The true villains of ASOIAF: thoughts from the latest episode of ‘Game of Thrones’

Hi again everyone, I’m back again with Game of Thrones thoughts – who knew I had it in me to write so quickly? Anyways, I will be chatting all things Game of Thrones so if you are not up to date with the latest episode (Season 8, Episode 3) and do not want to be spoiled, turn away now! (There’s also a teensy TWOW, The Forsaken spoiler, as well.)

Yes, I am re-using gifs – you can never have too much Carice


It happened.




The end.

The Night King has passed on. He is no more. He’s kicked the bucket, he’s shuffled off this mortal coil, he’s run down the curtain and joined the choir invisible.

Take a bow, Night King

I, for one, was not anticipating him to die so quickly this season. Well, maybe he isn’t dead and he’s hiding in the trees for a magical astral plane battle. I hope it’s that because I’m a sucker for magic, but who knows?

Assuming that this is it and the Night King stays an ex-Night King, what does this tell us about the books? I have a few thoughts which tie in to my previous Game of Thrones essay on the themes of starting back and cycle-breaking, so you might want to check that out before diving into this. It’s not essential though and it’s lovely to have you here 🙂

NB: This is not a review, and I do not intend for it to be one. I know this episode has divided the fandom more than Marmite and that there are pretty strong opinions on both sides. I am not wading into that at all – this is going to be focused on analysing the information we have gleaned from the show and applying that to the books.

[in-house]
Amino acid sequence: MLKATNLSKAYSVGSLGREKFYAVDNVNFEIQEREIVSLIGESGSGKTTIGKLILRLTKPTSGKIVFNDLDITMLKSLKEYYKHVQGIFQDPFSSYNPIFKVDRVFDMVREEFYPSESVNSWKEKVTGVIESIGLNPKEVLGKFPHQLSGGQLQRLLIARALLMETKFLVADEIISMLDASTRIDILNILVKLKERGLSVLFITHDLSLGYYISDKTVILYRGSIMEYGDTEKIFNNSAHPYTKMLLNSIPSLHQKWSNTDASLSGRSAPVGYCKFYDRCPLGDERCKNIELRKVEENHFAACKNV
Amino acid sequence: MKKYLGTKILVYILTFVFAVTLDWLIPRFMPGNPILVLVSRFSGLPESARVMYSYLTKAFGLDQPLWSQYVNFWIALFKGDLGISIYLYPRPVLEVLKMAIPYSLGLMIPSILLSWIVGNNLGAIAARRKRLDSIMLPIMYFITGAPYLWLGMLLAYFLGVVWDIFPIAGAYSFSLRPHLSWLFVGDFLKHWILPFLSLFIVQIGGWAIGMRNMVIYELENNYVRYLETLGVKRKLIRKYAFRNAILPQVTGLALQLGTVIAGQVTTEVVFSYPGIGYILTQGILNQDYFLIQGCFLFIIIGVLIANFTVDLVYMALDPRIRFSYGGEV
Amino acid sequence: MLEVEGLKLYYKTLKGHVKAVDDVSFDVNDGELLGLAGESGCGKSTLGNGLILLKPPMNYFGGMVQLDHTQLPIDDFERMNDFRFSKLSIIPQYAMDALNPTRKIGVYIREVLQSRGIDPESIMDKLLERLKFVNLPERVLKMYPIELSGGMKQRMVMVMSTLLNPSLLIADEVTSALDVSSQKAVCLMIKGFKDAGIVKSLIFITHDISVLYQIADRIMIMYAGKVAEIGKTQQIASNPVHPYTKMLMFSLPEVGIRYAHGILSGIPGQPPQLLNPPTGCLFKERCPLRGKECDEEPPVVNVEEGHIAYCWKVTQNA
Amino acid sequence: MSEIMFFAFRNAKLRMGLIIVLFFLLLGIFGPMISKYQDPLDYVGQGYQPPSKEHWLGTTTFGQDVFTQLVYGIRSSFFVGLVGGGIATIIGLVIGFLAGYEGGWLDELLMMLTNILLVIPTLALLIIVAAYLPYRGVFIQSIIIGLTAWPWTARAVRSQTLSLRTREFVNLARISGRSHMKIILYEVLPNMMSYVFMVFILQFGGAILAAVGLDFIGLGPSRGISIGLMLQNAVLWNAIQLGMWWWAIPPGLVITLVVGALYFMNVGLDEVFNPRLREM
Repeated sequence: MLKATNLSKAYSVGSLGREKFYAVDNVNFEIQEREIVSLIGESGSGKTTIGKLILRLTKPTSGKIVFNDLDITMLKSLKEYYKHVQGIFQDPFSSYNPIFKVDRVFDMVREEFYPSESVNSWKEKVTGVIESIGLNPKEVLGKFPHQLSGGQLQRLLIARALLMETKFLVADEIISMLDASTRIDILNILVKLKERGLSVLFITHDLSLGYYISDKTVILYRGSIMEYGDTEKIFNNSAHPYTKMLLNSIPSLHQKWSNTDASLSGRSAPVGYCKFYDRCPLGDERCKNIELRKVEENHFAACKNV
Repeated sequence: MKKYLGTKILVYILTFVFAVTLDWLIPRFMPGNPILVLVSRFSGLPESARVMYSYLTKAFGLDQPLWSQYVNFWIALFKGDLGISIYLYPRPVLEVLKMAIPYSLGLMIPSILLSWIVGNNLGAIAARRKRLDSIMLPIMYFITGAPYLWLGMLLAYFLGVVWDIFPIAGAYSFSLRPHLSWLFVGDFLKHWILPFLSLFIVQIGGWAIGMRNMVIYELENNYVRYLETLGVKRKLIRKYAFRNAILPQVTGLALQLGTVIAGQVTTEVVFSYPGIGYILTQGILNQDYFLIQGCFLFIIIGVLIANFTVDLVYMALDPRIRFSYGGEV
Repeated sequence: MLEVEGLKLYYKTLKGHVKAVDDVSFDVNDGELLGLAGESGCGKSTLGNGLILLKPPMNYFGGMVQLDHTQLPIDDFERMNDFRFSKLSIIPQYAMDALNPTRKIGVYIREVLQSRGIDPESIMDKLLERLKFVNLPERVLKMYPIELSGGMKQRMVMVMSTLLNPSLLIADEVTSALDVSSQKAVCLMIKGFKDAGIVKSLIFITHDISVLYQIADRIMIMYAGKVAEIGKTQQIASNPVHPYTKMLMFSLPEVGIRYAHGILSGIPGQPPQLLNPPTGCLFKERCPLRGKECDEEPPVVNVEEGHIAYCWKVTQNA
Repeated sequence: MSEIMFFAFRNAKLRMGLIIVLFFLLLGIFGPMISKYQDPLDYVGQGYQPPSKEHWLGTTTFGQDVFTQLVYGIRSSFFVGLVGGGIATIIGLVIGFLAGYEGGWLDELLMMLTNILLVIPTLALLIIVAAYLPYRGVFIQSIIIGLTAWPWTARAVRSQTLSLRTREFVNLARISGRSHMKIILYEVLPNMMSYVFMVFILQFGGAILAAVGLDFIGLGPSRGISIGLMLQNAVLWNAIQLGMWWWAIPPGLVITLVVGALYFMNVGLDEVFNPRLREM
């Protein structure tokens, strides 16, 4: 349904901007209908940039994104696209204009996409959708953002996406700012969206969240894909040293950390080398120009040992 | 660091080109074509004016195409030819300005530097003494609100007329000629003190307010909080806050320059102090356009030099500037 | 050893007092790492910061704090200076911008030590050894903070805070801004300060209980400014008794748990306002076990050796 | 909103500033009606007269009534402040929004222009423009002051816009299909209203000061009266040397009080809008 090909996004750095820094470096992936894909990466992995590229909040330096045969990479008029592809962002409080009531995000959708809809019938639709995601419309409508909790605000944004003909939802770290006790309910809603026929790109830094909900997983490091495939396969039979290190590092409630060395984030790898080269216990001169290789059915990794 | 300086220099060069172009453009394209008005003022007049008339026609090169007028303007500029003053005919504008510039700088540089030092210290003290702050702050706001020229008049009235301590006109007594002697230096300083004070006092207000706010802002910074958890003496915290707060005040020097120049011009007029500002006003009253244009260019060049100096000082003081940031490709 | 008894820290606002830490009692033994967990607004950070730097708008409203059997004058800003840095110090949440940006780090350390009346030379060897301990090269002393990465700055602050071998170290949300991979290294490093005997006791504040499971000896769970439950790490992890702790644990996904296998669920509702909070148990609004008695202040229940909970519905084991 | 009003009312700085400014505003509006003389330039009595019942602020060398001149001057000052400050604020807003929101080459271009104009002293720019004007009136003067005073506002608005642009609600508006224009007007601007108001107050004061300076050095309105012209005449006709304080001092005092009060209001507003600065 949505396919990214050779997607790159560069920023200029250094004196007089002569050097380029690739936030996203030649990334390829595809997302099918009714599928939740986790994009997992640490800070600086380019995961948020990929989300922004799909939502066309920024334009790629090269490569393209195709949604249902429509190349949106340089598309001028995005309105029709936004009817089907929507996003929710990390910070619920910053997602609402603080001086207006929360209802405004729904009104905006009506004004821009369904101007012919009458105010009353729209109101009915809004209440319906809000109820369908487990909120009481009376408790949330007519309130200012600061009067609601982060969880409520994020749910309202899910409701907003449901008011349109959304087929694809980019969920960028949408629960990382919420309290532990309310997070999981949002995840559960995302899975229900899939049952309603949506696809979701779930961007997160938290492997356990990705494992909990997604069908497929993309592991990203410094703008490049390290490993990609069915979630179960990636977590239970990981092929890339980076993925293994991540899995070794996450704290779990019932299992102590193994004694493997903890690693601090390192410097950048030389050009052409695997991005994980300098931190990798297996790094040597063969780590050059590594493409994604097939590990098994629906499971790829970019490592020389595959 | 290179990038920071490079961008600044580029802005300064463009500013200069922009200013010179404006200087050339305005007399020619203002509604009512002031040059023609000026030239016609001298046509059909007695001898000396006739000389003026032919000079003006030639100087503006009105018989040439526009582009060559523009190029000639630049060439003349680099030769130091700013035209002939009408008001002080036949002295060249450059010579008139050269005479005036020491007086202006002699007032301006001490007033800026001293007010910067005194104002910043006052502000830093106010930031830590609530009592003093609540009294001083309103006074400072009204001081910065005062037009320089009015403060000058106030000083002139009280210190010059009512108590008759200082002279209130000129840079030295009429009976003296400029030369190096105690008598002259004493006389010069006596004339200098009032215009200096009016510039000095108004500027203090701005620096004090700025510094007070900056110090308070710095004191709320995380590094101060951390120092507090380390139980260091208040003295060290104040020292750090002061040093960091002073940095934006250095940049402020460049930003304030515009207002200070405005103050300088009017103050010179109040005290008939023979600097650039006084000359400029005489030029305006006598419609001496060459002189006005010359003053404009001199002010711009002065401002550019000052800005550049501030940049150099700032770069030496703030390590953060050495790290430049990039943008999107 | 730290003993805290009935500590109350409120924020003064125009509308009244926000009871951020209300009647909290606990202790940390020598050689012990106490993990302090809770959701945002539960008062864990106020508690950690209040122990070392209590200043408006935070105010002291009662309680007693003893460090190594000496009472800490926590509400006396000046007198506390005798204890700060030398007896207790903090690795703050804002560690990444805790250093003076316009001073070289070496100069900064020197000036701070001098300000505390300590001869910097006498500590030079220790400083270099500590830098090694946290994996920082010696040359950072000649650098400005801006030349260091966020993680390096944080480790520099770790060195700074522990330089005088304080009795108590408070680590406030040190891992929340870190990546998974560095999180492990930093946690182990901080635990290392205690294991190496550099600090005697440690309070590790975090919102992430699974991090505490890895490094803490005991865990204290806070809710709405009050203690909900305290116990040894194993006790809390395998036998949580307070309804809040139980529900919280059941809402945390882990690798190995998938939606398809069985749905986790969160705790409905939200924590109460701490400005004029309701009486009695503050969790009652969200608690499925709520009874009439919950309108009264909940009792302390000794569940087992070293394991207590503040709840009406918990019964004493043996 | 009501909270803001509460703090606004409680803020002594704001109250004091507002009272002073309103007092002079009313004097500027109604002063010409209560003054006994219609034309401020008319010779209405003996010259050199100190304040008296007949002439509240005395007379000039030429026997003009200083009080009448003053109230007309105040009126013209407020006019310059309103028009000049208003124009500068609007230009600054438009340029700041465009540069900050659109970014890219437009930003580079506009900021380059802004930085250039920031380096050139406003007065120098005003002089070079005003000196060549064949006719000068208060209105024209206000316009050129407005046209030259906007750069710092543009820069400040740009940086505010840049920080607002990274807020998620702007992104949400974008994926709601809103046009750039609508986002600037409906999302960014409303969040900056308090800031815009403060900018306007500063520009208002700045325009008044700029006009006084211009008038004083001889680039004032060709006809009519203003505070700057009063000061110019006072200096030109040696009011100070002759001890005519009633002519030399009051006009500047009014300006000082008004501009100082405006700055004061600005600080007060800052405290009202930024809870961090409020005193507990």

Without further ado…

The villains left behind

Now Arya has single-handedly offed the Big Bad Guys of the series (well, not quite single-handedly given her Left/Right switcheroo), we have to have a look at the baddies left behind – Cersei, Qyburn and Euron.


Personally, I don’t know if Cersei will last this long in the books or whether her presence in the show is a product of Lena Headey’s brilliance. However, as was touched on in one of Lucifer means Lightbringer‘s livestreams, Cersei does have a lot of important symbolism that pegs her as a Night’s Queen type. We’ll get into this a bit more very soon, but for those of you who may be less familiar with the book lore, the Night’s Queen is the fandom nickname given to the stolen bride of the Night’s King:

The gathering gloom put Bran in mind of another of Old Nan’s stories, the tale of Night’s King. He had been the thirteenth man to lead the Night’s Watch, she said; a warrior who knew no fear. “And that was the fault in him,” she would add, “for all men must know fear.” A woman was his downfall; a woman glimpsed from atop the Wall, with skin as white as the moon and eyes like blue stars. Fearing nothing, he chased her and caught her and loved her, though her skin was cold as ice, and when he gave his seed to her he gave his soul as well.
He brought her back to the Nightfort and proclaimed her a queen and himself her king, and with strange sorceries he bound his Sworn Brothers to his will. For thirteen years they had ruled, Night’s King and his corpse queen, till finally the Stark of Winterfell and Joramun of the wildlings had joined to free the Watch from bondage. After his fall, when it was found he had been sacrificing to the Others, all records of Night’s King had been destroyed, his very name forbidden.